Most people do not know the danger  exists and none of the sites, besides the smelter land, are listed on the EPA’s contaminated sites register.

Mr Lamberton said while some may like the EPA to ‘‘get Pasminco to agree to remove the 1.5 million tonnes of slag from all around the community ...  it’s not something we have any legal ability to do’’.

He said Pasminco administrator Ferrier Hodgson had refused to take responsibility for slag in areas beyond the smelter site and was prepared to defend its position in court.

‘‘We knew we wouldn’t win that because people weren’t compelled to take the slag on their land,’’ he said.

But Macquarie University Professor of Environmental Science Damian Gore said that line of argument was ‘‘just wrong’’.

‘‘A mining company with chemists and metallurgists and geologists – a bunch of experts – offered it to a bunch of residents,’’ he said. ‘‘Knowing it wasn’t safe is part of the due diligence that surely they [Pasminco] must have observed and if they didn’t know, they should have.”

Council documents show the state government rejected the council’s proposal several years ago to include slag-affected land in the Pasminco site remediation strategy.

Mr Sullivan said the EPA had put the slag problem in the ‘‘too hard basket’’. ‘‘I don’t think they wanted to deal with it because it smacked of incompetency on their behalf as the regulator for that industry,’’ he said.

‘‘The council never issued the licence for the smelter, the EPA did,’’ he said. ‘‘All the regulations for the smelter came through the state government.’’

Mr Sullivan said the council had played its part in the problem, by distributing the slag for decades.

Lake Macquarie MP, and former mayor, Greg Piper said it would be impossible to track down all of the slag deposits across the city. 

‘‘Council and the EPA have always said that it’s a management issue,’’ he said.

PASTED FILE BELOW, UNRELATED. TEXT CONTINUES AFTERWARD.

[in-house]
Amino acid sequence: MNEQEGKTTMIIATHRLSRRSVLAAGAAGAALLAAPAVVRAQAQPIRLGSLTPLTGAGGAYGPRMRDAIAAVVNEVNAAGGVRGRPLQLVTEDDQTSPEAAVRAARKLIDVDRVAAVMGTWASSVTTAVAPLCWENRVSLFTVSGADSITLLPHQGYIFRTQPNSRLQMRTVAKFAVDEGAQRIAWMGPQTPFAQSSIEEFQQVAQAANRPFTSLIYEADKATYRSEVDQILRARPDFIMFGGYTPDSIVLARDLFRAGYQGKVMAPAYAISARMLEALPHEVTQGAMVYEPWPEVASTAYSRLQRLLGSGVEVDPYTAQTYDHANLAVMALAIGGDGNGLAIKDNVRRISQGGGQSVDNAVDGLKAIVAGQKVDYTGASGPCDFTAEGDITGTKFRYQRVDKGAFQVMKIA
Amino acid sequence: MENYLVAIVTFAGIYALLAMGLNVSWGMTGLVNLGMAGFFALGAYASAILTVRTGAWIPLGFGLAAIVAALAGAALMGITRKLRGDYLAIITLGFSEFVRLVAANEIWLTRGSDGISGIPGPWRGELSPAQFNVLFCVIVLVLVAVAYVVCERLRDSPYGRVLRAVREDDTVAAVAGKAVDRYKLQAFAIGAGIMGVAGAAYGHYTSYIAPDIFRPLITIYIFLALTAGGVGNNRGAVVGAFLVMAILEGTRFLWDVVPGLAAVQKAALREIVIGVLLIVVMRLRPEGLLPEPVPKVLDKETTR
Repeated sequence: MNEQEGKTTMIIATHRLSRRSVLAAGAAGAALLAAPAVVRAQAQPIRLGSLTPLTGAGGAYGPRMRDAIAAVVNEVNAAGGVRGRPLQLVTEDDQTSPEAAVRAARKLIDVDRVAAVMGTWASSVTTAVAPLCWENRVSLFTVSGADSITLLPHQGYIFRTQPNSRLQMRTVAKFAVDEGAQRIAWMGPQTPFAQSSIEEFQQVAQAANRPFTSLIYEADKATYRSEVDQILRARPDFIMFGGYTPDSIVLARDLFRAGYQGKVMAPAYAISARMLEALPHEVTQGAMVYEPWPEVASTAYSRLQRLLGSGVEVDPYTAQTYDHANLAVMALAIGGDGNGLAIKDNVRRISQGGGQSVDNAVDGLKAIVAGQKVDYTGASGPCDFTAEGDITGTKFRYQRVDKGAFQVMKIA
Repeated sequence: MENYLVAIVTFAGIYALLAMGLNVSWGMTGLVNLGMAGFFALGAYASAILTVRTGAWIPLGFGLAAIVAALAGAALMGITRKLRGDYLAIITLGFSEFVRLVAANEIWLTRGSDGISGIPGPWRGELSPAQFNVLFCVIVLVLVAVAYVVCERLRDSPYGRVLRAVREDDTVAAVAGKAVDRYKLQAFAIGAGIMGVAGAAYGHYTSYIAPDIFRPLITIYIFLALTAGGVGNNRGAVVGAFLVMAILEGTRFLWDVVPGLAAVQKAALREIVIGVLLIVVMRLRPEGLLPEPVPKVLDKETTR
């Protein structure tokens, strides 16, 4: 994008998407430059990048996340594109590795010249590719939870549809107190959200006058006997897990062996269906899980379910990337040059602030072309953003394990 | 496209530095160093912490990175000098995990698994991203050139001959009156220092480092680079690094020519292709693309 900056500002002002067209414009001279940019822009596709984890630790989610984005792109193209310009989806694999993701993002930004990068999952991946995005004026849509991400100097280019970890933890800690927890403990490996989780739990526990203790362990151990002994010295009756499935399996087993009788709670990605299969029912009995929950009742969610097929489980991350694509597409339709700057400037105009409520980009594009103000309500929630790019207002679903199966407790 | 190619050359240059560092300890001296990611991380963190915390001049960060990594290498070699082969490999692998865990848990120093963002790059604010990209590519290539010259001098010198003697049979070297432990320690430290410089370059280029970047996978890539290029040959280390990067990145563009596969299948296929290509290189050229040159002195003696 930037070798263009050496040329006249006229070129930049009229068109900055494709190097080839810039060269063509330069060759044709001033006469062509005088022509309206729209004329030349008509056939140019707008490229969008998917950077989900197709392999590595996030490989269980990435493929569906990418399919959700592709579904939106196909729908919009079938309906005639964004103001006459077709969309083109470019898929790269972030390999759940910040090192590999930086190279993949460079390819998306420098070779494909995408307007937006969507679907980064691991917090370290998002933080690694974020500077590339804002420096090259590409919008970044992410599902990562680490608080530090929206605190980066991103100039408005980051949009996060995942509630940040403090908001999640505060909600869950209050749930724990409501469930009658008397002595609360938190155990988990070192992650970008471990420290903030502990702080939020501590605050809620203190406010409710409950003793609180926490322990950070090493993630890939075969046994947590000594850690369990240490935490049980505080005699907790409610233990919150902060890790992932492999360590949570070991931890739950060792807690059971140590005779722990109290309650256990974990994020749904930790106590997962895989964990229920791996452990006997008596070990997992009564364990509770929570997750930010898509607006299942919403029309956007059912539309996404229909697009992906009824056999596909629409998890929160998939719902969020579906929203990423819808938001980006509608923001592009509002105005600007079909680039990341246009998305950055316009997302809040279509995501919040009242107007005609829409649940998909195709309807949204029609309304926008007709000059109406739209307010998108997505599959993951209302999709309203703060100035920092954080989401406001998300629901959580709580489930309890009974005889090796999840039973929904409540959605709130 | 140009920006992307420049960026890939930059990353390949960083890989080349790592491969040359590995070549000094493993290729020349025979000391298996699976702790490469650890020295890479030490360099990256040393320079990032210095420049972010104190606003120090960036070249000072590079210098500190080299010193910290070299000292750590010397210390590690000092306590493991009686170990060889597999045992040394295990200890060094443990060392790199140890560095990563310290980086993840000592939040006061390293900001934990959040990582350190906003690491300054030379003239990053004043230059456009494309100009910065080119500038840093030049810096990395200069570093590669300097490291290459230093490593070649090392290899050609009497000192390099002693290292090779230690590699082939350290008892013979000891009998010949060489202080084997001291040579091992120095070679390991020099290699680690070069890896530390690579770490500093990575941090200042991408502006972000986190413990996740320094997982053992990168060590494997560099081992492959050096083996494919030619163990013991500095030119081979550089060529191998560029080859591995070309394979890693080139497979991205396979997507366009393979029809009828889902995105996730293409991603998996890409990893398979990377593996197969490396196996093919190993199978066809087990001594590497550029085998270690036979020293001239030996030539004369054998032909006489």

The Pasminco site had more than 200,000 cubic metres of black slag on it, which the EPA ordered to be removed and placed in a containment cell – along with about 800,000 cubic metres of other contaminated material from the site, documents show.

But black slag remains in the community. A council document from 2012 said it ‘‘conducted a range of research into the distribution and management of black slag across the city’’.

The  Herald asked the council for a map of slag-contaminated areas, but it did not provide one. Black slag sites are recorded on council’s contaminated land database.

Mr Lamberton said it would not have been fair to ‘‘mums and dads’’ to place remediation orders on private properties. He said the council had ‘‘done a good job of managing slag in public areas and foreshore areas where it had been used as fill’’ – a position Mr Sullivan disputed.

The council said it ‘‘takes a risk management approach’’ to managing slag on its land to ‘‘minimise the impact on community health, safety of council workers and the environment’’.

It said responsibility for black slag on other land was ‘‘the responsibility of the landowner’’.

Lake Macquarie mayor Jodie Harrison said the council had taken a proactive approach to the management of black slag to minimise the impact on community health, council workers and the environment.

‘‘In most cases, slag deposits in Lake Macquarie city present a low health risk if the slag is covered,’’ she said.

A waste product from the Cockle Creek smelter

Small black, gritty or granular material that contains lead, cadmium, arsenic and antimony

Up to 3 million tonnes distributed through Lake Macquarie and Hunter, given away for free

Used in public reserves, parks, ovals, the lake shore, paths, kerbs and roads

Used by residents to landscape backyards

Health authorities say risk of contamination is low if slag covered, but significant risk if exposed

Lead in slag can enter the human bloodstream

Elevated blood lead levels in children are linked to intellectual impairment and behavioural problems

Source: Macquarie University and public authorities